SALT LAKE CITY – Allison Zieve, an attorney with the watchdog group Public Citizen, says most people are not aware that when they take generic drugs, they may unwittingly have surrendered some of their legal rights because of a 2011 U.S. Supreme Court ruling.
“If the labeling on a generic drug has failed to advise you of a safety risk, the Supreme Court has held you cannot sue the manufacturer for failing to warn you,” she explains, “unlike a brand-name company, which you could sue.”
Zieve says the original U.S. Food and Drug Administration (FDA) rules covering generic versus brand-name drugs were written years ago.
Now, the FDA is proposing a change which would allow the makers of generic drugs in many circumstances to modify their labels to add newly discovered risks or side effects, without going through a government approval process.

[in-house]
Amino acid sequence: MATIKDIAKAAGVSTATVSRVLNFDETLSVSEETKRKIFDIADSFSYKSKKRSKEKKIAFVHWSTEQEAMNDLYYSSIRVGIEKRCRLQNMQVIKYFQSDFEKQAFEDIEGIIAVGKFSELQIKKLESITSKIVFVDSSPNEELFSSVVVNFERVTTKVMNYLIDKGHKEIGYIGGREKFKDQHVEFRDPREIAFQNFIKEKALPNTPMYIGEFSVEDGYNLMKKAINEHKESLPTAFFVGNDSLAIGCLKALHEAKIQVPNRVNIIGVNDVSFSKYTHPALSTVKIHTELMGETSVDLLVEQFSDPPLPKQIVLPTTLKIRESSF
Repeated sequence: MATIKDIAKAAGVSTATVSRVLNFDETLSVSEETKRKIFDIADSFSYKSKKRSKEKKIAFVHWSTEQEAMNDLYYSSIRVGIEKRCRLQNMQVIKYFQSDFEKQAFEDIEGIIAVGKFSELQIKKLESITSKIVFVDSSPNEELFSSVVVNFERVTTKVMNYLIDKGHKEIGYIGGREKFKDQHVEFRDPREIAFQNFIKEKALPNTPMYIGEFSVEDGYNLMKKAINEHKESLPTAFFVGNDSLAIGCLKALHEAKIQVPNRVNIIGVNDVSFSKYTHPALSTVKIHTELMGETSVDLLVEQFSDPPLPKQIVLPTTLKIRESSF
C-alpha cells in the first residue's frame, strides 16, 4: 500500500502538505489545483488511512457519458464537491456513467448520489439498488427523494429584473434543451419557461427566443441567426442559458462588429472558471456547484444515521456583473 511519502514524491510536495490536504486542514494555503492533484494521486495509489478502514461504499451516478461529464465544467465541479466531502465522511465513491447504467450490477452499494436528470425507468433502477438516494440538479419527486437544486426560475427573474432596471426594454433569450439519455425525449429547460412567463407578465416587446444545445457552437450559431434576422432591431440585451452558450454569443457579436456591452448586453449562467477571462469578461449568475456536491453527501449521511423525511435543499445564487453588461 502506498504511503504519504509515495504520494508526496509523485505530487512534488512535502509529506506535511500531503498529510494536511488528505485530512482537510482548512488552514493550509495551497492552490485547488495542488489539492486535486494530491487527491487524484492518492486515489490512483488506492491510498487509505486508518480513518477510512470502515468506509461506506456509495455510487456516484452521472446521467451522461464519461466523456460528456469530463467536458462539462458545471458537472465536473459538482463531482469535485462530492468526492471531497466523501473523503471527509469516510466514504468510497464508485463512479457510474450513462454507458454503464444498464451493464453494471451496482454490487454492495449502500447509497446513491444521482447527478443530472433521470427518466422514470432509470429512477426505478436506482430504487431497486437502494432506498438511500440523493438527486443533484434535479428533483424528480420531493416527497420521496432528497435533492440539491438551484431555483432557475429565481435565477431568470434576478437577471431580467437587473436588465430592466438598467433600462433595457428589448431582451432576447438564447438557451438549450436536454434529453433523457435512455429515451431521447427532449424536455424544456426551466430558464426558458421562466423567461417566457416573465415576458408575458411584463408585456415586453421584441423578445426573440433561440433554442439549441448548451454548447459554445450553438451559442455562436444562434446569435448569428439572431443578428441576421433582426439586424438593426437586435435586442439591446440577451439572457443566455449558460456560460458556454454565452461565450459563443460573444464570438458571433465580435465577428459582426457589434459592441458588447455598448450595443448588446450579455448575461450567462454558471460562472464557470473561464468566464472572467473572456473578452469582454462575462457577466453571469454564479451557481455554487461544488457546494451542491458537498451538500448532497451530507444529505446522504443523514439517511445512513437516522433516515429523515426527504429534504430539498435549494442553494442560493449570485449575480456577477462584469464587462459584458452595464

“Now, rather than them having a very small part of the market, generics have a huge part of the market – 84 percent of prescriptions filled,” she explains. “So, the FDA rule is really a very important and overdue recognition that generic manufacturers need to be able to take responsibility for labeling.”
The FDA is accepting comments about this proposed change at <a href=”http://www.FDA.gov/” target=”parent”>FDA.gov</a>.
Zieve notes that most people don’t really choose whether they get generic drugs or not – that’s a decision often made by a doctor, pharmacist or insurance company.
She says concerns about the safety or side effects of a drug you’ve been prescribed should be discussed with your doctor or pharmacist.
Often, generic drugs are much less expensive than name-brand drugs, which accounts for their popularity.
Zieve says people should not feel that generic drugs are less safe than brand-name drugs, but it’s wise to get the latest information about risks and side effects.
“The number of drugs that this has affected over the years is probably not huge,” she says. “The number of patients that have suffered because of the lack of adequate warnings is much bigger.”